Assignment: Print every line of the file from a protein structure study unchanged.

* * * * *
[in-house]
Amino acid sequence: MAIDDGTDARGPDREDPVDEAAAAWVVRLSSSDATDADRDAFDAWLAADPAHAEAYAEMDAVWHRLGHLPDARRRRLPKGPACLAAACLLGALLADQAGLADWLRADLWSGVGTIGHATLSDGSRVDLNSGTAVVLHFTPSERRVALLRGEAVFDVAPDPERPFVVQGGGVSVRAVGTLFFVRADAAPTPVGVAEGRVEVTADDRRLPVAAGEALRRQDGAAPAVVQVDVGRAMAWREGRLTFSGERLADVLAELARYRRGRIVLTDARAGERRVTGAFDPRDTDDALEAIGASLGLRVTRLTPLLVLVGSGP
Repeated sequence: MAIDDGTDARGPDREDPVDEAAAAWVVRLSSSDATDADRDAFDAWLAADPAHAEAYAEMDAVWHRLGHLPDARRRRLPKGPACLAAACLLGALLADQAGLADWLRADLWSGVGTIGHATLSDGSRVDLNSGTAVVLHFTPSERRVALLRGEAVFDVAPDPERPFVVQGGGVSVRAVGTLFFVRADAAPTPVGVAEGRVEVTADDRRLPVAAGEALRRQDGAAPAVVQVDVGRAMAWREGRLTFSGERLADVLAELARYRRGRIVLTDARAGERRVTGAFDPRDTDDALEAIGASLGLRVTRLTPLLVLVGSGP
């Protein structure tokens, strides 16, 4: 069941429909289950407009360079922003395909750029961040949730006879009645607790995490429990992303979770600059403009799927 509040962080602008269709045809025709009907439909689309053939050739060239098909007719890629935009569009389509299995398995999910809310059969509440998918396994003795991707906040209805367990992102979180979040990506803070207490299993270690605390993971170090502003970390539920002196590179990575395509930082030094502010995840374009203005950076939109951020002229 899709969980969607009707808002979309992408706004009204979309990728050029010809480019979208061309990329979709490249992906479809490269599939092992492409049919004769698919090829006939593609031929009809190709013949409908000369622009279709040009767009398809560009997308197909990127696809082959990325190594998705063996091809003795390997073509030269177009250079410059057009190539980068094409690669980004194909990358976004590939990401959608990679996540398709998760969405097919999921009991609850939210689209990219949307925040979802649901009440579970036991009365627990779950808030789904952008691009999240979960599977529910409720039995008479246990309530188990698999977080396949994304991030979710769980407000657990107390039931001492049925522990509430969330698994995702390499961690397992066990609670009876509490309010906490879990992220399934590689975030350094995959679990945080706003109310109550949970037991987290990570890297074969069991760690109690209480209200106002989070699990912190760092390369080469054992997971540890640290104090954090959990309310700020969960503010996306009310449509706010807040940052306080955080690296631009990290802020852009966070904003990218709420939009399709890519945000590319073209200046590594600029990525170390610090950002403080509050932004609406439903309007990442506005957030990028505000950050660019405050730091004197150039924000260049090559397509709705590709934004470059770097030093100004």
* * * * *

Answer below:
[in-house]
Amino acid sequence: MAIDDGTDARGPDREDPVDEAAAAWVVRLSSSDATDADRDAFDAWLAADPAHAEAYAEMDAVWHRLGHLPDARRRRLPKGPACLAAACLLGALLADQAGLADWLRADLWSGVGTIGHATLSDGSRVDLNSGTAVVLHFTPSERRVALLRGEAVFDVAPDPERPFVVQGGGVSVRAVGTLFFVRADAAPTPVGVAEGRVEVTADDRRLPVAAGEALRRQDGAAPAVVQVDVGRAMAWREGRLTFSGERLADVLAELARYRRGRIVLTDARAGERRVTGAFDPRDTDDALEAIGASLGLRVTRLTPLLVLVGSGP
Repeated sequence: MAIDDGTDARGPDREDPVDEAAAAWVVRLSSSDATDADRDAFDAWLAADPAHAEAYAEMDAVWHRLGHLPDARRRRLPKGPACLAAACLLGALLADQAGLADWLRADLWSGVGTIGHATLSDGSRVDLNSGTAVVLHFTPSERRVALLRGEAVFDVAPDPERPFVVQGGGVSVRAVGTLFFVRADAAPTPVGVAEGRVEVTADDRRLPVAAGEALRRQDGAAPAVVQVDVGRAMAWREGRLTFSGERLADVLAELARYRRGRIVLTDARAGERRVTGAFDPRDTDDALEAIGASLGLRVTRLTPLLVLVGSGP
């Protein structure tokens, strides 16, 4: 069941429909289950407009360079922003395909750029961040949730006879009645607790995490429990992303979770600059403009799927 509040962080602008269709045809025709009907439909689309053939050739060239098909007719890629935009569009389509299995398995999910809310059969509440998918396994003795991707906040209805367990992102979180979040990506803070207490299993270690605390993971170090502003970390539920002196590179990575395509930082030094502010995840374009203005950076939109951020002229 899709969980969607009707808002979309992408706004009204979309990728050029010809480019979208061309990329979709490249992906479809490269599939092992492409049919004769698919090829006939593609031929009809190709013949409908000369622009279709040009767009398809560009997308197909990127696809082959990325190594998705063996091809003795390997073509030269177009250079410059057009190539980068094409690669980004194909990358976004590939990401959608990679996540398709998760969405097919999921009991609850939210689209990219949307925040979802649901009440579970036991009365627990779950808030789904952008691009999240979960599977529910409720039995008479246990309530188990698999977080396949994304991030979710769980407000657990107390039931001492049925522990509430969330698994995702390499961690397992066990609670009876509490309010906490879990992220399934590689975030350094995959679990945080706003109310109550949970037991987290990570890297074969069991760690109690209480209200106002989070699990912190760092390369080469054992997971540890640290104090954090959990309310700020969960503010996306009310449509706010807040940052306080955080690296631009990290802020852009966070904003990218709420939009399709890519945000590319073209200046590594600029990525170390610090950002403080509050932004609406439903309007990442506005957030990028505000950050660019405050730091004197150039924000260049090559397509709705590709934004470059770097030093100004």